Officers in the San Diego Police Department (SDPD) documented a 13 percent increase in instances where force was used between 2014 and 2015 – with a sharp increase in the number of times an officer pulled a firearm on an individual.
Through the California Public Records Act, NBC 7 obtained data that details 15,995 instances where force was used in 2015.
The data is tracked so police can evaluate how effective their training is and which use of force works in different scenarios.
“It’s to determine the effectiveness of the force used so that it can be evaluated by our training division, so they can look and see how our training is going and if new training needs to be implemented,” said SDPD Sgt. Lisa McKean. “It’s just a way of us looking at ourselves so we can be the best police department we can be, and so we can serve the public in the best possible way.”
- Use of a taser went down nearly 20 percent between 2014 and 2015.
- Use of carotid restraint, a type of neck restraint, went down nearly 36 percent between 2014 and 2015.
- Number of instances when a police officer pointed a firearm at someone went up 55 percent between 2014 and 2015. Pointing a firearm at a person was documented 1,027 times in 2014 and 1,595 times in 2015.
Rev. Shane Harris, president of the National Action Network San Diego chapter, praised SDPD for providing the numbers and reviewing them. He said he would like to see more break-downs in the data by council district and age.
“I think that we bring about a conversation with these numbers in mental health, which I think has been left aside in black and brown communities when it comes to policing,” Harris said. “Seeing the numbers go up, it definitely is a mental health conversation, the use of force from the police department.”
The SDPD confirms the volume of mental health-related calls is a concern and may be impacting the numbers. A spokesman also pointed out the department responds to more than a million calls for service every year, which puts the use of force instances into perspective as less than one percent of total calls.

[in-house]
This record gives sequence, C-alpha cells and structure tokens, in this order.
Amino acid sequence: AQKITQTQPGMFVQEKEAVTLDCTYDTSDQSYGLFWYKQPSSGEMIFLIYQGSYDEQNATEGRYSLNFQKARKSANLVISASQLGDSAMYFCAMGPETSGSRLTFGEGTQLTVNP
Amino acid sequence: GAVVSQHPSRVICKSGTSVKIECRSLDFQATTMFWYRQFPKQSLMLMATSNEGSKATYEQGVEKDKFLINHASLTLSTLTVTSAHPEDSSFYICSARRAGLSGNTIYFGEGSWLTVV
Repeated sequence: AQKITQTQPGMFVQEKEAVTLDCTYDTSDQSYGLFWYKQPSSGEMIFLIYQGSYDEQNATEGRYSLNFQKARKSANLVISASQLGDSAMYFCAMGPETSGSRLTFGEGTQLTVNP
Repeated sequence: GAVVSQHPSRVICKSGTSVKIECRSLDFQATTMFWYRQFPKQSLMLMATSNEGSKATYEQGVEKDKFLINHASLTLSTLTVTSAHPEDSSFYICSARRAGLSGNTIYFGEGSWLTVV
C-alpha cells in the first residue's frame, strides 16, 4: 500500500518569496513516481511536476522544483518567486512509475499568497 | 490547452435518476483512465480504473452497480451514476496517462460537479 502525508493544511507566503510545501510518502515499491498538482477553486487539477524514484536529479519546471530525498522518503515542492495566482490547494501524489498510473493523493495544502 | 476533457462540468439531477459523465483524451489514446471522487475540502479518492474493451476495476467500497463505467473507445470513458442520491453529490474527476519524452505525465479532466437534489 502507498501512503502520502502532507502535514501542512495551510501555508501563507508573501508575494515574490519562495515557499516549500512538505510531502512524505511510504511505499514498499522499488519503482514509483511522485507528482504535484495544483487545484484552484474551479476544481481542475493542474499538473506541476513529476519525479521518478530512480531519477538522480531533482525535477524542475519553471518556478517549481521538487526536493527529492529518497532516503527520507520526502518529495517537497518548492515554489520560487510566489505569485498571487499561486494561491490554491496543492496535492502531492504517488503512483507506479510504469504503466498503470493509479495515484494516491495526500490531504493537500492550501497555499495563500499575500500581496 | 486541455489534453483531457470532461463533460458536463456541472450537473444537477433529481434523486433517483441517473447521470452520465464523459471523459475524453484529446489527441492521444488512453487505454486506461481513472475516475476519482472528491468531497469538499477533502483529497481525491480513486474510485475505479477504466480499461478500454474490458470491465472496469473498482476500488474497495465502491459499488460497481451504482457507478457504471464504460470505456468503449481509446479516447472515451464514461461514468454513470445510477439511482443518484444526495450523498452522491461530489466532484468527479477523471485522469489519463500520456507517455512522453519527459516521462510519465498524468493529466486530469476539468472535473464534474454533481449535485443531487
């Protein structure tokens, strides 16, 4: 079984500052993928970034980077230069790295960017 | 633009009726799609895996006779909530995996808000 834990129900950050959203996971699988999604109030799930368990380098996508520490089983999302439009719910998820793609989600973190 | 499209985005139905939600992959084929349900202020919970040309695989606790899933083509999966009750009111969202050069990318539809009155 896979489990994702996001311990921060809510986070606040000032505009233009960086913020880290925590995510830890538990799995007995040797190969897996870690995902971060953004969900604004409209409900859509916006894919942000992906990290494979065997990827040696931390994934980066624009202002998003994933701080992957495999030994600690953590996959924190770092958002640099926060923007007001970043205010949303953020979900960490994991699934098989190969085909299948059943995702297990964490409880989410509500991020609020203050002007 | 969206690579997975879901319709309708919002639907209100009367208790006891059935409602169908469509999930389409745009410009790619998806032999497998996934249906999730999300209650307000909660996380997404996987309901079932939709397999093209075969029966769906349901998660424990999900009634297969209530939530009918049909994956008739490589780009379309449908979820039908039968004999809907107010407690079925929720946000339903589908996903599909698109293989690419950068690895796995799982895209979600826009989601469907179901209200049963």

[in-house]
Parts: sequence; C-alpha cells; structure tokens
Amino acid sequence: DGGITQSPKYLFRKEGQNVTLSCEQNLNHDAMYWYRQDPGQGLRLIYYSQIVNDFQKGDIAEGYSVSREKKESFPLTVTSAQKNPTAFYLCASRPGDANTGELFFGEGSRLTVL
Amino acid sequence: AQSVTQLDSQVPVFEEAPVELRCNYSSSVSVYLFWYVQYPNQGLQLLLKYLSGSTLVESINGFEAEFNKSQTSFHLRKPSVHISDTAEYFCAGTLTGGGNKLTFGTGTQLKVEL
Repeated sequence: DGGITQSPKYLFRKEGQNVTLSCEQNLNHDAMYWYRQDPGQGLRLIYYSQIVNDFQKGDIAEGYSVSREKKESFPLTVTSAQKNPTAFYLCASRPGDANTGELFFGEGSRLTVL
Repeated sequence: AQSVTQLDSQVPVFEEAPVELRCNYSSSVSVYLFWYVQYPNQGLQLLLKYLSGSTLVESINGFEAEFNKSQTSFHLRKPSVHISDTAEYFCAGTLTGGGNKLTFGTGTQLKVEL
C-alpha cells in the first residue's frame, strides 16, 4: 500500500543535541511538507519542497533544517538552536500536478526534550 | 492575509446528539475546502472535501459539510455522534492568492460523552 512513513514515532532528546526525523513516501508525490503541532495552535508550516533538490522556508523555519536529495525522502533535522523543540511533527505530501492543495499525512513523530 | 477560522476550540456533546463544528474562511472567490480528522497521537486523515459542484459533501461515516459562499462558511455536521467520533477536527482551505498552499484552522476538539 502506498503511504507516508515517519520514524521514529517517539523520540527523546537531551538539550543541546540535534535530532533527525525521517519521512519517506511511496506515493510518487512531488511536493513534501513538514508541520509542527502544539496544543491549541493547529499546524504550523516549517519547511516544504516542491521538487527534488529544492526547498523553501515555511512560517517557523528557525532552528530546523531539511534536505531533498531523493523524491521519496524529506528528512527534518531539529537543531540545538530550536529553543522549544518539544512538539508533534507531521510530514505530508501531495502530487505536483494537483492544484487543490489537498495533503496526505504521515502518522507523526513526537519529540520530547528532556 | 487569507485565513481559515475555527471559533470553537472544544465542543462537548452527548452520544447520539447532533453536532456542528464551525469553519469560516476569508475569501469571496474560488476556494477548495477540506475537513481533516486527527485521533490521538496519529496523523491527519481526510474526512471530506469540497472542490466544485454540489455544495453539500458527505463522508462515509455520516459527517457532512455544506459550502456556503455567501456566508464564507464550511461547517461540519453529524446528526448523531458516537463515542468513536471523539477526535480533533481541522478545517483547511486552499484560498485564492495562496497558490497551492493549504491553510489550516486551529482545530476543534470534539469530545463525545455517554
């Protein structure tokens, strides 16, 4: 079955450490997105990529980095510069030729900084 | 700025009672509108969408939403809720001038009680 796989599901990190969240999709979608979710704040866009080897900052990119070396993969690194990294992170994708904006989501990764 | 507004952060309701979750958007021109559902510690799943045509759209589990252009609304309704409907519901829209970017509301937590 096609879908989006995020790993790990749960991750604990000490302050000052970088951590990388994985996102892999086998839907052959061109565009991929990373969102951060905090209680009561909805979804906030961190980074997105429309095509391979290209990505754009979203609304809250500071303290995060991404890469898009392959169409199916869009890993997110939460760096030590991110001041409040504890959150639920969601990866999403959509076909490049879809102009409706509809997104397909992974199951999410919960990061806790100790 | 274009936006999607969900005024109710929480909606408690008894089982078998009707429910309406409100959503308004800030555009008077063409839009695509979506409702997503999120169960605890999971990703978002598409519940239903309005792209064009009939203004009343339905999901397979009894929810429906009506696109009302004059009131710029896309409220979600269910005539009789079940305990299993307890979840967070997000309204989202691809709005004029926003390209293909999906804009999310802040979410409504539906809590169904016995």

McKean said there is a process for raising concerns about officers’ actions, but the goal is for subjects to comply with officers’ verbal commands during any incident.
“When the event is happening, the best thing we can do is we want the person to comply with the officers’ orders,” she said. “There is a time and it’s after the event, after we’ve ensured that the public is safe and that the officers are safe and the situation has been rendered safe. Then there is a time to discuss differences of opinion and discuss our tactics.”
Harris said the problem with that idea is there is no transparent process for raising concerns about San Diego police officers, and outcomes of internal investigations into officers' actions are not made public.
“The problem is there has not been a strong internal affairs department,” Harris said, pointing out the city's citizen’s review board is not considered independent by many in the public. “I think it scares people in society when you don’t have a transparent board.”
“We hope to see these numbers go down and police being held accountable," he added.